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Old February 1, 2012, 07:34 PM   #51
Nitesites
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You sort of took that out of context there...If you don't mind, read my preceding posts and you may get an idea of the intention. I don't disagree with your statement, just the idea of being misrepresented.
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Old February 1, 2012, 07:55 PM   #52
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Edit: perhaps I should be more clear. The point is that would you defend thy neighbor?
Um, depends on which neighbor. The one South of me, um...

Seriously though, me shooting a BG to "defend" my neighbor's property would not happen. To defend my neighbor from physical harm or death, yes.
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Old February 1, 2012, 08:28 PM   #53
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Originally Posted by Grant D
I agree with all the posts on the matter of Joe Horn.
But there's nothing inaccurate in my first post, just the story in a nutshell.
Often when we deal with these subjects "in a nutshell" is still wrong. A great deal is at stake and the details really do matter.

Quote:
Originally Posted by Rachen
If an elderly person or a child or anyone who appears to be mentally/physically incapacitated is being attacked...
What about a parent trying to restrain a child from running into a busy street? What about a caregiver trying to restrain an elderly person with dementia or some other impairment from injury himself? Are you absolutely sure that you would always be able to immediately recognize the difference?
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Old February 1, 2012, 08:53 PM   #54
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What about a parent trying to restrain a child from running into a busy street? What about a caregiver trying to retrain an elderly person with dementia or some other impairment from injury himself? Are you absolutely sure that you would always be able to immediately recognize the difference?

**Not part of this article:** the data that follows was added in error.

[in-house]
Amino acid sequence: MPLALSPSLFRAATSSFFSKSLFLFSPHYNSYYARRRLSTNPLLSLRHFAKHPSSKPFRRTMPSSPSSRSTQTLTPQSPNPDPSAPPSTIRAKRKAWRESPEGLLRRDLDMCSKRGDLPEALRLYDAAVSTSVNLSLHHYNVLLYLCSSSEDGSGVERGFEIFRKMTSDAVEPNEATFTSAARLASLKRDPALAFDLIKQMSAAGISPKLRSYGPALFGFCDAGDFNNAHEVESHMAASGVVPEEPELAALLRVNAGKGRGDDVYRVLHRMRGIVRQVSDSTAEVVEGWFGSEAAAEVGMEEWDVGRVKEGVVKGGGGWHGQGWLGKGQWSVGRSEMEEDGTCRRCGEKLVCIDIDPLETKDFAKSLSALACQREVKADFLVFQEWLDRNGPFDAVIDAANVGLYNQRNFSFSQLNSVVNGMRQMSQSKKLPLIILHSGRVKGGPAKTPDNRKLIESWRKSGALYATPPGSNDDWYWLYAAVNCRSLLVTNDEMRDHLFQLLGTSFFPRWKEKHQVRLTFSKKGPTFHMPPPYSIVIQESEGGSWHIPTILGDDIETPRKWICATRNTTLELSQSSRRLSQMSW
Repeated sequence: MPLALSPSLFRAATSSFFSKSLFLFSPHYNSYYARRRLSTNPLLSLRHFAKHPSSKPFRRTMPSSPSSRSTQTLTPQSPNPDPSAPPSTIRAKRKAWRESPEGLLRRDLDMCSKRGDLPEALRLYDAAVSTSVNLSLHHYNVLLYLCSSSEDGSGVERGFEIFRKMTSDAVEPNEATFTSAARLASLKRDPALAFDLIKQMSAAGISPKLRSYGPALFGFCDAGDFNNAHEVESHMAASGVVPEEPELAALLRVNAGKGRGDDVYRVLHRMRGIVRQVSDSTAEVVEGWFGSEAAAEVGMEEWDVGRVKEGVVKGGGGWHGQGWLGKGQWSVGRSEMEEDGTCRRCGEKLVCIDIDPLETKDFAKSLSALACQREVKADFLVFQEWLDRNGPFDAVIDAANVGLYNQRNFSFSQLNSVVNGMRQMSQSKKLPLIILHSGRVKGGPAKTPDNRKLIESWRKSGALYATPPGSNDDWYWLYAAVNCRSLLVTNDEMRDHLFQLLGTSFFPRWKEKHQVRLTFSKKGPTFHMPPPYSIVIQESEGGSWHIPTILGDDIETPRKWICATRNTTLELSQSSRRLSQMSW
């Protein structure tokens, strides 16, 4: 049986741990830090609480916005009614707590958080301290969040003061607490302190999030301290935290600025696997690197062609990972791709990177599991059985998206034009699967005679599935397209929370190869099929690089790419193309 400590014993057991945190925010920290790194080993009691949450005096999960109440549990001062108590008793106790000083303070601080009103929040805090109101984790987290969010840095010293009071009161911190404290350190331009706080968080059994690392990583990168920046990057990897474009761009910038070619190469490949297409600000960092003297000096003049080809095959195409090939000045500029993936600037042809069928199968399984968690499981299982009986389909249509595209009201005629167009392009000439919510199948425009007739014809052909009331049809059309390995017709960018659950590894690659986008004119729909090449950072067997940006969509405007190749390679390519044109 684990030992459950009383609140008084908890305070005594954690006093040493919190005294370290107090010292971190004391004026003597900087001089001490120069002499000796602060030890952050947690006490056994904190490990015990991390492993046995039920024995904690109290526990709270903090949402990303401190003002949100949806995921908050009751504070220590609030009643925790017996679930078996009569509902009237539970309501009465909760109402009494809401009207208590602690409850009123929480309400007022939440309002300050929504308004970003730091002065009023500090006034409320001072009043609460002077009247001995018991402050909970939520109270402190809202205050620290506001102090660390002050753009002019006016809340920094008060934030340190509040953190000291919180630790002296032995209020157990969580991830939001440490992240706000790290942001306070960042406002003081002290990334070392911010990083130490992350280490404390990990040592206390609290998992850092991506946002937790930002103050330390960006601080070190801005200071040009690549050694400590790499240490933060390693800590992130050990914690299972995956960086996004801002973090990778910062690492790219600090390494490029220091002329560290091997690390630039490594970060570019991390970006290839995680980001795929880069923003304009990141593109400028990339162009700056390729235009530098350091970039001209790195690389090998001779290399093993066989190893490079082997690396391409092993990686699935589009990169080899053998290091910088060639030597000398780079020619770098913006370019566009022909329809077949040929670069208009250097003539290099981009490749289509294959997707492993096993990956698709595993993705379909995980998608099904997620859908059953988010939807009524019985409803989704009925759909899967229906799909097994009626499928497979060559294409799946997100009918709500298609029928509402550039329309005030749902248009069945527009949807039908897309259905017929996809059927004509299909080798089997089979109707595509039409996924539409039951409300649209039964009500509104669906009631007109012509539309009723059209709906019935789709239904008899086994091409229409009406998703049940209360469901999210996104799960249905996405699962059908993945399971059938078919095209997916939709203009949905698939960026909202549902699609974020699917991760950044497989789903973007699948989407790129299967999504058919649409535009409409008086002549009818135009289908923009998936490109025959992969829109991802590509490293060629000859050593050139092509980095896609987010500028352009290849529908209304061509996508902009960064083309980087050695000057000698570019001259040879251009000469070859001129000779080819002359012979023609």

I imagine in some scenarios that I can think of, no. Not immediately. But in others, yes. You listed two good scenarios that should give all reason to pause for thought and witness events as they unfold. But if someone were to pass an elderly lady carrying her groceries on the sidewalk, and then witness her being physically attacked by a crackhead(?) all of a sudden, I don't believe you would mistake that.
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Old February 1, 2012, 09:06 PM   #55
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Quote:
Originally Posted by Nitesites
Quote:
Originally Posted by fiddletown
...Are you absolutely sure that you would always be able to immediately recognize the difference?...
I imagine in some scenarios that I can think of, no. Not immediately. But in others, yes....
But that's pretty much the point. You need to be certain about what's actually going on. In some cases, you might be able to figure it out with a high degree of confidence. But in others, perhaps, not so much.

This takes us back to the basic truth that the details really do matter.
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Old February 1, 2012, 09:12 PM   #56
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You are right of course. We must use our ability to reason. Think twice and even thrice before acting upon an impulse.
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Old February 2, 2012, 02:40 PM   #57
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Since my neighbors are not family members I would:

1) Herd my family into the basement.
2) Call the police and make sure they knew a life was at risk.

My reasoning:

1) My family is my highest duty.
2) I am not omniscient.
3) Why increase the likelyhood of bullets tearing through my neighborhood?

I have been called a coward and many other things, but my duty is to my wife and son. I just can't see how going willingly into a situation which has a high likelyhood of turning into a gunfight benefits my wife or son.